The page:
In view of the recent crisis, the Hungarian government will remove the HUF 480 (EUR 1,17) price cap from Hungarian petrol stations, Gergely Gulyás, Minister of the Prime Minister’s Office, and Zsolt Hernádi, CEO of Mol, announced on Tuesday evening.
The fuel shortage has been growing in recent days at Hungarian petrol stations, with queues snaking near filling stations across the country. Mol said earlier it was seeing the effects of panic buying, but said it could not import more fuel from abroad because of the price cap.
Hungary has been exempted from the EU oil sanctions against Russia, but as Hungary relies on imports, we are also affected, as we can buy fuel from Europe at a higher price, Gulyás said. Petrol prices have skyrocketed because the EU reacted to Russian aggression with sanctions, he said.
The abolition of the price cap will raise inflation, the government expected, the minister said.
According to Hernádi, the sanctions created a situation in Europe that led to the introduction of a price cap in Hungary. But the barrier cap is now dysfunctional rather than functioning well. This decision has gone to the point where it was manageable with a mast. The whole European petrol market has been badly affected by the sanctions, he says.
According to Hernádi, a normalised supply situation can be achieved within one to one and a half months. Panic buying will end at 23:00 today, but it will take a few weeks before importers are back to the old system.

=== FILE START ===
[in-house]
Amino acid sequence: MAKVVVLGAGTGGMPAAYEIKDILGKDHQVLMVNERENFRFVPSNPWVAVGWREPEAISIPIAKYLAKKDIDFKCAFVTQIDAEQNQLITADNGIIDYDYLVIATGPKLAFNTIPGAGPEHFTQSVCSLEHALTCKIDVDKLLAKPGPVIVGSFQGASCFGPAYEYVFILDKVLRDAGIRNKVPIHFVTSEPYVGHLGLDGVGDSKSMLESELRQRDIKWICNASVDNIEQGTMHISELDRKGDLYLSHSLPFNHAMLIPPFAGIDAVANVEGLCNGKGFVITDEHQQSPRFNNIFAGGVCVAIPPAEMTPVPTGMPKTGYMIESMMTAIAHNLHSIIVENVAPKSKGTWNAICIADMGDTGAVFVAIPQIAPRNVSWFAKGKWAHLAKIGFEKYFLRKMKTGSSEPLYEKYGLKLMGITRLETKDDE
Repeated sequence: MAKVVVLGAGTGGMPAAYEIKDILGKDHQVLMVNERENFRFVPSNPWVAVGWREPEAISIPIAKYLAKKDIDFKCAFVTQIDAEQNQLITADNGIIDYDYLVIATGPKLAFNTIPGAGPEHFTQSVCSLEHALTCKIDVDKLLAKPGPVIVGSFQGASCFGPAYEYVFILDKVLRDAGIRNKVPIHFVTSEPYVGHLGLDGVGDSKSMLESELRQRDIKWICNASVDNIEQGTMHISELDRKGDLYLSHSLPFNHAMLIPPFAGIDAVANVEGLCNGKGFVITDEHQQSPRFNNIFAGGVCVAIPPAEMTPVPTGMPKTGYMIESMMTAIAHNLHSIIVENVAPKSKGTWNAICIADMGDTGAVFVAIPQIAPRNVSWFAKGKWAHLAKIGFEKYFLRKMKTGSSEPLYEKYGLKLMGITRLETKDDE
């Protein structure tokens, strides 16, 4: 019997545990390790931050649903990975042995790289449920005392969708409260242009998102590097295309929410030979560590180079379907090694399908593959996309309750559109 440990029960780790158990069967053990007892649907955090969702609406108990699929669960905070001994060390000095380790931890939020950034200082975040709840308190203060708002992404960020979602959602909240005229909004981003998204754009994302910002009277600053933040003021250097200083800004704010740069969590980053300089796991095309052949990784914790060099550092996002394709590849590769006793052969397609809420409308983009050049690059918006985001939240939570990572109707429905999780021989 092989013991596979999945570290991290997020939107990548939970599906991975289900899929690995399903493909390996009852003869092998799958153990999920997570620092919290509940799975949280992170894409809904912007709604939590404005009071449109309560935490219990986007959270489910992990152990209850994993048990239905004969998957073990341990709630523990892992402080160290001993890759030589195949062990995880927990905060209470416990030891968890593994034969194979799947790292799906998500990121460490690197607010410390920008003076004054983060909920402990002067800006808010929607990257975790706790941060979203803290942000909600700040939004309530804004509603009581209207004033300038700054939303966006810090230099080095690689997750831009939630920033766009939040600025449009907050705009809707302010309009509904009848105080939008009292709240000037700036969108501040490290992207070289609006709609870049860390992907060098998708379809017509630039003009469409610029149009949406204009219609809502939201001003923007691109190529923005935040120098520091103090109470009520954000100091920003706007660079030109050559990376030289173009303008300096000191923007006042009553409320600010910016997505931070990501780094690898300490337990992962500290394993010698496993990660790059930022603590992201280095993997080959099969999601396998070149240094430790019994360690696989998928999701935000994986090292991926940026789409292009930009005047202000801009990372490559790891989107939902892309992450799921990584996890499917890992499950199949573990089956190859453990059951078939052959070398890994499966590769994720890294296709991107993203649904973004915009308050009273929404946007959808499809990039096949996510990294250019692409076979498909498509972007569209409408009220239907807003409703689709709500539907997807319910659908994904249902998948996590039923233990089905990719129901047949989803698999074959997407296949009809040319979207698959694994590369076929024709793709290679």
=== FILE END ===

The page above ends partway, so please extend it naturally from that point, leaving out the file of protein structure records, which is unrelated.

The Mol boss expects the abolition of the price cap to bring a noticeable improvement quickly.
According to Hernádi, the target price for Mol stations is 641 HUF (EUR 1,56)/liter for petrol and 699 HUF (EUR 1,70) /liter for diesel.
Two minutes after Gergely Gulyás announced the end of the petrol price freeze, the relevant gazette was published, stating that the regulation enter into force at 23:00.
Read alsoMOL restarts Dunai refinery, but still a long way from the end of petrol chaos in Hungary
“The implementation of the sanctions has caused tangible disruptions to Hungary’s energy supplies,” Gulyás said.
MOL said in a letter to the energy minister on Monday that it would be unable to ensure supplies without imports, he said.
The company’s chief executive Zsolt Hernádi said a quarter of station pumps had run dry at some point in the past few days, an unprecedented occurrence during MOL’s existence.
What about the other price caps?
“Are there shortages of milk and sugar, will they be eliminated?” asked RTL.
If the shortage becomes general, then it should be phased out. If only 1% have a deficit, it is worth maintaining, if it causes national difficulties, it should be removed.
The government is monitoring the situation for all products, Gulyás said.
Source: Telex, Index, hvg
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